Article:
With ports closed and an already existing hunger crisis, Haiti is running out of time: Reporter's notebook

About 1.4 million Haitians are on the verge of famine, according to WFP.

March 20, 2024, 10:36 PM

The sound of gunfire ricocheted around Marie Lina Leon's home with a terrifying ferocity that was for her, heartbreakingly familiar.

Round after round slicing through the air just outside, gangs against police, the concussions rattling the windows of her concrete home near Haiti's National Palace in downtown Port-au-Prince, and yet, for the 41-year-old, she's been through this nightmare before.

So, she went back to her fight-or-flight playbook: Telling her 11-year-old son Fabien that everything would be okay, wait for the gunfire to subside and run when there was a chance.

"If I had stayed there, I could not imagine what would have happened," Leon told ABC News. "We could have died, I could not worry about taking anything. I had no other choice."

A woman carrying a child runs from the area after gunshots were heard in Port-au-Prince, Haiti, on March 20, 2024.
Clarens Siffroy/AFP via Getty Images

Gang fighting forced Leon from her two previous homes over the past few years and now she'd made up her mind to leave a third.

She and her son ran just like the rest of her petrified neighbors. Leon said she followed a crowd, swept up in a wave of chaos that eventually deposited them in front of an abandoned building.

The building, two stories tall and wide, had a fading façade lined with the words, "Ministére de la Communication." It was a government building now abandoned, a poignant metaphor for Haiti's government today, as the state fails.

The hundreds of people Leon showed up with forced their way inside and took shelter as the gunfire continued. The fact that government employees had already fled the building made that a lot easier.

That's about as much as the Haitian state has done for its people in the last few weeks.

The humanitarian crisis has exploded, with more than 15,000 people forced from their homes in Port-au-Prince since the end of February, joining the more than 300,000 displaced countrywide in recent years.

Hunger, already at critical levels, is primed to get much worse, according to the World Food Programme (WFP), which said more than a million people could tip into famine and starvation.

PHOTO: People walk past a barricade in a road in Port-au-Prince, Haiti, on March 20, 2024.
People walk past a barricade in a road in Port-au-Prince, Haiti, on March 20, 2024. Negotiations to form a transitional council to govern Haiti advanced on March 20, as the United States airlifted more citizens to safety from gang violence that has plunged the impoverished country into chaos.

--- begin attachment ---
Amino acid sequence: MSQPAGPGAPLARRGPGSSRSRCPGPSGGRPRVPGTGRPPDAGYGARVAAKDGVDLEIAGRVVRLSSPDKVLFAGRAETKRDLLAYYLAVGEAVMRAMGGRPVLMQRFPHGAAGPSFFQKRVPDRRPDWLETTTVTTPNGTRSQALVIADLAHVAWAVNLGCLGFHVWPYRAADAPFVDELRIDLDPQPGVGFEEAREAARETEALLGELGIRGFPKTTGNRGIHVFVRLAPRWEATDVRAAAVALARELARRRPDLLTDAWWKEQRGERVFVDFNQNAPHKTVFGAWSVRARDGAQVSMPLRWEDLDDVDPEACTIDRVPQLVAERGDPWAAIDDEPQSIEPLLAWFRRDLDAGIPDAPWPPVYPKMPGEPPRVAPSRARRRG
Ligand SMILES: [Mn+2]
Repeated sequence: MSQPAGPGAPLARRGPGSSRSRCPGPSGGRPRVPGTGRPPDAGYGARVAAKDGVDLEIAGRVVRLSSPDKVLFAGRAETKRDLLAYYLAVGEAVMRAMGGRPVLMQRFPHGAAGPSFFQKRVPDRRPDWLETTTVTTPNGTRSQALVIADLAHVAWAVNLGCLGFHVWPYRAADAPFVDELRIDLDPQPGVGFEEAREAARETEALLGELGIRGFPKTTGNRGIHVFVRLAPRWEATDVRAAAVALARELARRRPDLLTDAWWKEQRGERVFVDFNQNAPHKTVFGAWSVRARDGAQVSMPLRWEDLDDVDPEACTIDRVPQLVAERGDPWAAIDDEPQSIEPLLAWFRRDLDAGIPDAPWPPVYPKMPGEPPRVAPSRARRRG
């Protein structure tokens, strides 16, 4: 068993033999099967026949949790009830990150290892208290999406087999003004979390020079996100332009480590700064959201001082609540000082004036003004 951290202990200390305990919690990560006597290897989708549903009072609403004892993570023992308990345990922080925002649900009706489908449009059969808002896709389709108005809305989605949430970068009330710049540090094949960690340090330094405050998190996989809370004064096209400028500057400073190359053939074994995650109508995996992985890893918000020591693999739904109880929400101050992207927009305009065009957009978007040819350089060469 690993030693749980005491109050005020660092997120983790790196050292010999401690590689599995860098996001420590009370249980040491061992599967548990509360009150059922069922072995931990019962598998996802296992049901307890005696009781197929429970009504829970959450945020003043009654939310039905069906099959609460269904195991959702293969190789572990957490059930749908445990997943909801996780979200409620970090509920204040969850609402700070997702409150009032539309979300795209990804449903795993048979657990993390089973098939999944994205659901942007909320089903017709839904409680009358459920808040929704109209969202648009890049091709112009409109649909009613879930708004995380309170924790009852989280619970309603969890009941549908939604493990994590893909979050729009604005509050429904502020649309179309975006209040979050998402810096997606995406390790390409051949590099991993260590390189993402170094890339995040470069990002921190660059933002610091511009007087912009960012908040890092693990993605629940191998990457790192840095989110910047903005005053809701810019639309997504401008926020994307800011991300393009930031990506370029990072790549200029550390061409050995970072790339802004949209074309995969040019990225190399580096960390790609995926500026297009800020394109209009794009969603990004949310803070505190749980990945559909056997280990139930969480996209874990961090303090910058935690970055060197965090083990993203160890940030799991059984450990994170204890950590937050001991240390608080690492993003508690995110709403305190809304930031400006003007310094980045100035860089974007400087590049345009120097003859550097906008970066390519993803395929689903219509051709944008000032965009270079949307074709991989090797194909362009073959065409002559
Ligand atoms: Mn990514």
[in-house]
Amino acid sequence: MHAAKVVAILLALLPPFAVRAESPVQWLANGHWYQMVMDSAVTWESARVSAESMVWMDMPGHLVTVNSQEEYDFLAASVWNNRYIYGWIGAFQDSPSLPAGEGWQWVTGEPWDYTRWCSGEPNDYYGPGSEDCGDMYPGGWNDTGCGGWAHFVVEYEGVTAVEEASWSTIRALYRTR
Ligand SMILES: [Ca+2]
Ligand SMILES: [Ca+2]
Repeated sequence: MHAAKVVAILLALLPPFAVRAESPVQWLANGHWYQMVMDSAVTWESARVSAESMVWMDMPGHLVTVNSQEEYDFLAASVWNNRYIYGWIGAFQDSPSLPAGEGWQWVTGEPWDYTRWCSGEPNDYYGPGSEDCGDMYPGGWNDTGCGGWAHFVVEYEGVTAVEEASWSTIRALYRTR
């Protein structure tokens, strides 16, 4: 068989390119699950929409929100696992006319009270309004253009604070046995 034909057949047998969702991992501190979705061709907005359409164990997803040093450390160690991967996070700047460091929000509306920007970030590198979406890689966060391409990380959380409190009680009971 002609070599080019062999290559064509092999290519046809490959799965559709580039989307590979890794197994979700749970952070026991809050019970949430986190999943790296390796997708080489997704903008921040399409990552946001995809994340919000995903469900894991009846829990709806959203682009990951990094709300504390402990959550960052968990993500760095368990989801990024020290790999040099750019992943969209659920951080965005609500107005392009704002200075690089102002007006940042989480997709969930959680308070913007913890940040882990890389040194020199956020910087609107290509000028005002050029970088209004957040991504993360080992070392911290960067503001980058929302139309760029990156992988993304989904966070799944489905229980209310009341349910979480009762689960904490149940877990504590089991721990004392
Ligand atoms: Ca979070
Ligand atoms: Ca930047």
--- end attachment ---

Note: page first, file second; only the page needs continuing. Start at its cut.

Clarens Siffroy/AFP via Getty Images

Gangs control the ports and the highways, closing them entirely and preventing critical aid from reaching where it is needed most. The lone international airport in the capital city remains shuttered.

There is a legitimate fear amongst aid groups in Haiti that the country will face critical shortages soon if nothing changes.

"With the ports shut down, there is now real concern that Port-au-Prince could actually run out of food and other essential supplies in the next two weeks," Jean Marc deMatteis, the CEO of Hôpital Albert Schweitzer, one of Haiti's most important hospitals, told ABC News.

For those inside the makeshift government-building-turned-shelter, the hunger is palpable. Upon walking through, many people asked ABC News journalists if they'd brought anything to eat or drink. A few children simply offered outstretched hands.

Several people said they had not eaten in two days.

"We are dying of hunger," said Leon. "The babies are dying of hunger. The disabled are dying of hunger. The young are dying of hunger. Everyone is dying of hunger. We can't help each other."

With major ports of entry closed, the only way aid groups can help feed the hungry is by sourcing more food locally. It's a strategy spearheaded by both the WFP and World Central Kitchen (WCK), among others.

The idea is to use funding to purchase more food from Haitian farmers, both increasing local production and lessening reliance on foreign sources of food.

WCK will soon be serving roughly 7,000 hot meals per day to local communities in the underserved central region of Artibonite.

Jean-Martin Bauer, the Haiti country director for WFP, said his organization managed to deliver 11,500 hot meals in Port-au-Prince on Wednesday, though he said the number should be higher.

People walk past a damaged car in the Carrefour Feuilles neighborhood, which was deserted due to gang violence, in Port-au-Prince, Haiti, on March 19, 2024.
Ralph Tedy Erol/Reuters

"Today, there were many roadblocks in Port-au-Prince…We will do everything we can to help, but we need security and access," he posted on X.

Bauer's post highlights the obstacles facing those trying to help. The aid they provide is important but it is a trickle when a torrent is what's needed.

Haiti's newfound, gang-induced isolation has a catastrophic effect not only on lack of access to food aid but on everything "from diesel for electricity production, to medicines to oxygen for hospitals," said deMatteis.

The collective result is the compounding of a humanitarian crisis already among the worst in the world.

"Sexual violence and rapes, the U.N. has stopped even trying to count because they know they can't keep up with the cases. Killings, torture, disappearances, kidnapping, it's on a scale I've never seen before," said William O'Neill, the United Nations' independent expert on the human rights situation in Haiti.

With no political solution in sight, the international community dithering and the gangs promising only more chaos, Haiti seems set for nothing but more pain.

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